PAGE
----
Small businesses offer Stand-Alone HRAs to provide employees tax-free dollars for reimbursement of their medical expenses (including individual insurance premiums). This type of "defined contribution" solution is an an alternative to an employer-sponsored group health insurance plan that may not be affordable. Or, a business will offer a Stand-Alone HRA because they simply want to define and control their annual costs while still offering a valued employee benefit.
Stand-Alone HRA: Employer Benefits
For every business, recruiting and retaining key employees is vital, and the employee health benefit program is an important part of the compensation offered to employees. A Stand-Alone HRA allows you to design a valued benefits package while controlling all costs. For example, your business controls:
Amount of HRA allowances available to employees
The frequency HRA balances are made available (monthly, annually, etc)
What happens to unused HRA balances at the end of the year
What type of eligible medical expenses are reimbursed
Stand-Alone HRA: Employee Benefits
In addition to being a cost-effective and viable small business health insurance alternative, employees value these three main benefits of a Stand-Alone HRA.
#1: Employee Choice & Flexibility
With a Stand-Alone HRA, your employees choose how to spend their HRA allowance and they have full flexibility in how to spend their HRA allowance. Employees select their own individual or family health insurance policy that best fits their needs. They choose from any carrier and any type of plan. Often times, a company uses an insurance professional of their choice to help employees select these individual policies.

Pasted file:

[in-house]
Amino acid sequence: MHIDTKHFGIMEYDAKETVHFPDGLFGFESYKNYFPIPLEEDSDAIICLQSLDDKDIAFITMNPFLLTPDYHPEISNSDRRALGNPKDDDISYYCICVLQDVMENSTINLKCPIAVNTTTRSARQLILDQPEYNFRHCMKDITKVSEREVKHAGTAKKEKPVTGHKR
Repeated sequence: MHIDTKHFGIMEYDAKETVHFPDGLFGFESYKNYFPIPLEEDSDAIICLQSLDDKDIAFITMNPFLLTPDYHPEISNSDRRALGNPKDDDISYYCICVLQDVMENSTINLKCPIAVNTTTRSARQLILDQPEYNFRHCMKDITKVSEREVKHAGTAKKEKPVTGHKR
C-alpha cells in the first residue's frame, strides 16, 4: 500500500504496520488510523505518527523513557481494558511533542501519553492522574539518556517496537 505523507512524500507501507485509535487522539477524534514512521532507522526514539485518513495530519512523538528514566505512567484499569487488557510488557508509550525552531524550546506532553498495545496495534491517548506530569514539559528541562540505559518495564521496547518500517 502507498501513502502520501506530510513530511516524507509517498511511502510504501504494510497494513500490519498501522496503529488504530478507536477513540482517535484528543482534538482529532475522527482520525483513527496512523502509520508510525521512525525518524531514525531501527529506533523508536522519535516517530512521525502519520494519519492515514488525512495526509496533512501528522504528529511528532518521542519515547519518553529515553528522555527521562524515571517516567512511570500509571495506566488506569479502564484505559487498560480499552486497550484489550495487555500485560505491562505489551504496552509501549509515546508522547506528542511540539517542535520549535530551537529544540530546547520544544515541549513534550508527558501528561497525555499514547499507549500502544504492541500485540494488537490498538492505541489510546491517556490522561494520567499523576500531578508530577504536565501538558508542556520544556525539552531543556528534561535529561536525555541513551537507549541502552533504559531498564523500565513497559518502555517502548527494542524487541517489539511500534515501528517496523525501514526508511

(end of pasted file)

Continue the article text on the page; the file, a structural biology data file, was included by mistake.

For example, if an employee doesn't use their full HRA allowance on their insurance premium, they can choose how to use the remainder of their allowance (on other eligible medical expenses such as co-pays, prescriptions, vision, dental, etc).
#2: Employee Tax Subsidies Starting in 2014
With the implementation of health care reform, most employees will have access to significant tax subsidies through the health insurance marketplace. If your employee is eligible for a tax credit, the cost of their health insurance will be capped at 2% - 9.5% of their household income. An employee is eligible if their household income is less than 400% above the federal poverty line (that’s $94,200 per year for a family of 4 in 2013).
This will make the cost of individual health insurance premiums affordable (and guaranteed issued) for the majority of employees, and make your HRA contribution go farther.
#3: Portability of Health Insurance
Because your employees purchase their own individual health insurance policies, employees own the policy and can take it with them when they switch jobs.